Author Topic: The Dalai Lama Wins 2012 Templeton Prize!  (Read 6782 times)

Positive Change

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The Dalai Lama Wins 2012 Templeton Prize!
« on: April 01, 2012, 10:37:03 AM »
NEWSFLASH!!!!
Interesting highlights in RED! I wonder what HHDL will do with the money... perhaps help the ones that are suffering because of the ban??? Hmmmm. I mean no disrespect but something is not gelling here!

Here is a link for previous winners: http://www.templetonprize.org/currentwinner.html


March 29th 2012

West Conshohocken, Pa, USA, 29 March 2012 - The Dalai Lama, the Tibetan Buddhist spiritual leader whose long-standing engagement with multiple dimensions of science and with people far beyond his own religious traditions has made him an incomparable global voice for universal ethics, nonviolence, and harmony among world religions, has won the 2012 Templeton Prize.

For decades, Tenzin Gyatso, 76, the 14th Dalai Lama – a lineage believed by followers to be the reincarnation of an ancient Buddhist leader who epitomized compassion – has vigorously focused on the connections between the investigative traditions of science and Buddhism as a way to better understand and advance what both disciplines might offer the world.

Specifically, he encourages serious scientific investigative reviews of the power of compassion and its broad potential to address the world’s fundamental problems – a theme at the core of his teachings and a cornerstone of his immense popularity.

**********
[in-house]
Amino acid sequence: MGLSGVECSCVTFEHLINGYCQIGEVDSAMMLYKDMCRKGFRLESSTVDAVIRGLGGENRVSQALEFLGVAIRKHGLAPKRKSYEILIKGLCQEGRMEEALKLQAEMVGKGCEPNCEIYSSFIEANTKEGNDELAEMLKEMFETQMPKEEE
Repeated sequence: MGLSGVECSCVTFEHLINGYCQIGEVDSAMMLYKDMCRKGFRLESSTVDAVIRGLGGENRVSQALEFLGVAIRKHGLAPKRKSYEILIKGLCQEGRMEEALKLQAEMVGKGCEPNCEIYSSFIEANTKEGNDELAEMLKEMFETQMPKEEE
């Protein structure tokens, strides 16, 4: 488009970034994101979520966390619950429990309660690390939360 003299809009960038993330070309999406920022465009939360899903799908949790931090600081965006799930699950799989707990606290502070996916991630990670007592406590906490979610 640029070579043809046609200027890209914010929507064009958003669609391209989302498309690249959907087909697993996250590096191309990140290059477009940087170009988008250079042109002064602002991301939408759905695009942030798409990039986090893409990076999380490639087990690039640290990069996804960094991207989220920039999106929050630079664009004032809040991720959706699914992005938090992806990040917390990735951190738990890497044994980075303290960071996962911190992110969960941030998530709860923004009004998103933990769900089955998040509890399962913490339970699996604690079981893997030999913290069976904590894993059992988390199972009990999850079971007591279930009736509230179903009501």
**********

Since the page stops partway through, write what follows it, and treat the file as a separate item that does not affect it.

Within that search, the “big questions” he raises – such as “Can compassion be trained or taught?” – reflect the deep interest of the founder of the Templeton Prize, the late Sir John Templeton, in seeking to bring scientific methods to the study of spiritual claims and thus foster the spiritual progress that the Prize has recognized for the past 40 years.

The announcement was made this morning online at www.templetonprize.org, via email to journalists, and on Twitter via @TempletonPrize by the Templeton Prize office of the John Templeton Foundation in West Conshohocken, Pennsylvania.

The Prize will be presented to the Dalai Lama at a ceremony at St. Paul’s Cathedral in London on the afternoon of Monday, May 14. A news conference with the 2012 Prize Laureate will precede

the ceremony. Both events will be webcast live at www.templetonprize.org and to global media on a pool basis. Photography from the events will also be pooled.

Valued at £1.1 million (about $1.7 million or €1.3 million), the prize is the world's largest annual monetary award given to an individual and honors a living person who has made exceptional contributions to affirming life’s spiritual dimension.

The announcement praised the Dalai Lama for his life’s work in building bridges of trust in accord with the yearnings of countless millions of people around the globe who have been drawn by the charismatic icon’s appeal to compassion and understanding for all.

“With an increasing reliance on technological advances to solve the world’s problems, humanity also seeks the reassurance that only a spiritual quest can answer,” said Dr. John M. Templeton, Jr., president and chairman of the John Templeton Foundation and son of the late Prize founder. “The Dalai Lama offers a universal voice of compassion underpinned by a love and respect for spiritually relevant scientific research that centers on every single human being.”